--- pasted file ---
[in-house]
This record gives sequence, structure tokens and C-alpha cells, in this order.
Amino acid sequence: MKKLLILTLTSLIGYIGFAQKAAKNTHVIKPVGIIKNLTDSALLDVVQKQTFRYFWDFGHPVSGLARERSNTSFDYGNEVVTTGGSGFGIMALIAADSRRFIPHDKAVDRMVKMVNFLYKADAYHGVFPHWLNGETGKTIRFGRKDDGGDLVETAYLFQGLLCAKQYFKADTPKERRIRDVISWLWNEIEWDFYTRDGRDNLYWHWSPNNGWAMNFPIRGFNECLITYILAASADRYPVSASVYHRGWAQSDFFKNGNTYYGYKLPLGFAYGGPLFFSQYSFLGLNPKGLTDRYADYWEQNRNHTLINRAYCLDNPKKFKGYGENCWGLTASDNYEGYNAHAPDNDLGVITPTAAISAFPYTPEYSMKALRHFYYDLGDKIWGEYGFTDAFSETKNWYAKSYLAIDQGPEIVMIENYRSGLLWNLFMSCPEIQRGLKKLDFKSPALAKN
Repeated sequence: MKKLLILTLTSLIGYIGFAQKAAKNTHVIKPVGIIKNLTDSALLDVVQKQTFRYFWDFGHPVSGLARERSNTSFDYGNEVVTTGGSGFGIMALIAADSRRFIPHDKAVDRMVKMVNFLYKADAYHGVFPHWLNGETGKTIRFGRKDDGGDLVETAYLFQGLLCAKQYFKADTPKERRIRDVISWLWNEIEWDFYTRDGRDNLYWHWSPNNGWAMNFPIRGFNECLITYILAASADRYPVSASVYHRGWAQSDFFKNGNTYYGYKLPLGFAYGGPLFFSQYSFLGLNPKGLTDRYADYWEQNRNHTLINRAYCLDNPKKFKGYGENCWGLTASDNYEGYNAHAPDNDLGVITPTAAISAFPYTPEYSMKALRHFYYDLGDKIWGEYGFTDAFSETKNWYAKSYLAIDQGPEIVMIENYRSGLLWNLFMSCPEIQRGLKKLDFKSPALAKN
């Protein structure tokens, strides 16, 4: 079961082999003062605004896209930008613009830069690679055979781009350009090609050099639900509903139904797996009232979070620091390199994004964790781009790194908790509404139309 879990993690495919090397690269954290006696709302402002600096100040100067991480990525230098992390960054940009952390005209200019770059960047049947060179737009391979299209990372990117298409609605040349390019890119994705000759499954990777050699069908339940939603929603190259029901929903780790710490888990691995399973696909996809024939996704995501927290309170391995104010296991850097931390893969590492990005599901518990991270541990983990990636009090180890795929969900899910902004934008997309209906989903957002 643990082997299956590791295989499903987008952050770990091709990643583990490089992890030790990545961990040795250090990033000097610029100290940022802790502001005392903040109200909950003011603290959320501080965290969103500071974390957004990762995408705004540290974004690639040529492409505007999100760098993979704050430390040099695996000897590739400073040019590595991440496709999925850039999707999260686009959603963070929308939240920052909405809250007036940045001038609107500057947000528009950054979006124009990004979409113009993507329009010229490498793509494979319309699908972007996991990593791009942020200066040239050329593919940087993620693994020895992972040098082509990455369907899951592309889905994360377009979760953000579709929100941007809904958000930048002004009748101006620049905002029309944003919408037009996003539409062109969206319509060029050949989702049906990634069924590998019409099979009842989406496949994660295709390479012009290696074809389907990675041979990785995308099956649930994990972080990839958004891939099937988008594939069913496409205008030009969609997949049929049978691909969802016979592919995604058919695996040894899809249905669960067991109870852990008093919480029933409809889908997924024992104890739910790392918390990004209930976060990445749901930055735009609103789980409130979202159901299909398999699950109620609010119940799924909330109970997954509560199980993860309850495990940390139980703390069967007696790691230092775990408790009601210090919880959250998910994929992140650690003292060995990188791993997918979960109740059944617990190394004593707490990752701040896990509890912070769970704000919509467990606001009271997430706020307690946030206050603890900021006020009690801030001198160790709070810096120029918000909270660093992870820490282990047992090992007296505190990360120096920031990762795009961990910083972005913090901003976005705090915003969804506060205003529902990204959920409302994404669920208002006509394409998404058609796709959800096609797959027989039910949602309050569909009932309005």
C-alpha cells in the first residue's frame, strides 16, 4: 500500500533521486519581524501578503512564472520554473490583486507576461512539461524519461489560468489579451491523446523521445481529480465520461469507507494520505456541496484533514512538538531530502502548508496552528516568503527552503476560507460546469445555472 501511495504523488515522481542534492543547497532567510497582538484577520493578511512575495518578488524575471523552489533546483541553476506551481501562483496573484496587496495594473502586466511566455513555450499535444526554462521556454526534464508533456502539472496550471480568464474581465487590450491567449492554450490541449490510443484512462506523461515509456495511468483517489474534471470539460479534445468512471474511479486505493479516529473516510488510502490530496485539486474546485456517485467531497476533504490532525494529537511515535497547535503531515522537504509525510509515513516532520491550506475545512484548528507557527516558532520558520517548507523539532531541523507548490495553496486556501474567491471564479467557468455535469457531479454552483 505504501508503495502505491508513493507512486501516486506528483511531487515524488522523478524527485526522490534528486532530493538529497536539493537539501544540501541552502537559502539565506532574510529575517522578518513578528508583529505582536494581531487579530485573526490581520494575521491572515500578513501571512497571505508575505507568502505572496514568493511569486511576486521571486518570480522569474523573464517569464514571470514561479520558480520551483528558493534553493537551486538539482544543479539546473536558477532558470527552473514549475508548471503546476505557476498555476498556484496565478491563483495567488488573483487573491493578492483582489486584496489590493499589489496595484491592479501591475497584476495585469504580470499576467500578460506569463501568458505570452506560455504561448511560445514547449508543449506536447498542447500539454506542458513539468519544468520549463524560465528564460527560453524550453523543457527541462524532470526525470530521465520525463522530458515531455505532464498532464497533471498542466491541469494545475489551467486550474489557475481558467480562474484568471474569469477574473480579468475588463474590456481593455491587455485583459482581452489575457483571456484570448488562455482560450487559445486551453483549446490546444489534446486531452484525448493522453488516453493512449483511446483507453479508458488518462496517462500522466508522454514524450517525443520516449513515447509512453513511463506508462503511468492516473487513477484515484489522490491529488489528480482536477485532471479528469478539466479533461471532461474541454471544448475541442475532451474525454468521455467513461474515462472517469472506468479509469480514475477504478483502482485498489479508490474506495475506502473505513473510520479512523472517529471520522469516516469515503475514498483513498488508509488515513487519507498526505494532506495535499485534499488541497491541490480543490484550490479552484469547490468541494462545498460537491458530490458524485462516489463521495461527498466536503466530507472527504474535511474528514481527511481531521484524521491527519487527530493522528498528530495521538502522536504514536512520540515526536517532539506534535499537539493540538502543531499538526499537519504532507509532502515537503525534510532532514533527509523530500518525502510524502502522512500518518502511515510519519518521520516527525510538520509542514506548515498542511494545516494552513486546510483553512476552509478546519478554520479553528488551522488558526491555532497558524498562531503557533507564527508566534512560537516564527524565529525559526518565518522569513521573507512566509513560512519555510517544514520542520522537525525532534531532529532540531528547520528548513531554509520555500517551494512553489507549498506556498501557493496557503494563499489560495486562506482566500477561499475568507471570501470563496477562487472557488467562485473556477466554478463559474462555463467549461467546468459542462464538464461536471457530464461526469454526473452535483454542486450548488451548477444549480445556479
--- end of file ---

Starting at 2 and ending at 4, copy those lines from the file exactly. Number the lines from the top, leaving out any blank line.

This record gives sequence, structure tokens and C-alpha cells, in this order.
Amino acid sequence: MKKLLILTLTSLIGYIGFAQKAAKNTHVIKPVGIIKNLTDSALLDVVQKQTFRYFWDFGHPVSGLARERSNTSFDYGNEVVTTGGSGFGIMALIAADSRRFIPHDKAVDRMVKMVNFLYKADAYHGVFPHWLNGETGKTIRFGRKDDGGDLVETAYLFQGLLCAKQYFKADTPKERRIRDVISWLWNEIEWDFYTRDGRDNLYWHWSPNNGWAMNFPIRGFNECLITYILAASADRYPVSASVYHRGWAQSDFFKNGNTYYGYKLPLGFAYGGPLFFSQYSFLGLNPKGLTDRYADYWEQNRNHTLINRAYCLDNPKKFKGYGENCWGLTASDNYEGYNAHAPDNDLGVITPTAAISAFPYTPEYSMKALRHFYYDLGDKIWGEYGFTDAFSETKNWYAKSYLAIDQGPEIVMIENYRSGLLWNLFMSCPEIQRGLKKLDFKSPALAKN
Repeated sequence: MKKLLILTLTSLIGYIGFAQKAAKNTHVIKPVGIIKNLTDSALLDVVQKQTFRYFWDFGHPVSGLARERSNTSFDYGNEVVTTGGSGFGIMALIAADSRRFIPHDKAVDRMVKMVNFLYKADAYHGVFPHWLNGETGKTIRFGRKDDGGDLVETAYLFQGLLCAKQYFKADTPKERRIRDVISWLWNEIEWDFYTRDGRDNLYWHWSPNNGWAMNFPIRGFNECLITYILAASADRYPVSASVYHRGWAQSDFFKNGNTYYGYKLPLGFAYGGPLFFSQYSFLGLNPKGLTDRYADYWEQNRNHTLINRAYCLDNPKKFKGYGENCWGLTASDNYEGYNAHAPDNDLGVITPTAAISAFPYTPEYSMKALRHFYYDLGDKIWGEYGFTDAFSETKNWYAKSYLAIDQGPEIVMIENYRSGLLWNLFMSCPEIQRGLKKLDFKSPALAKN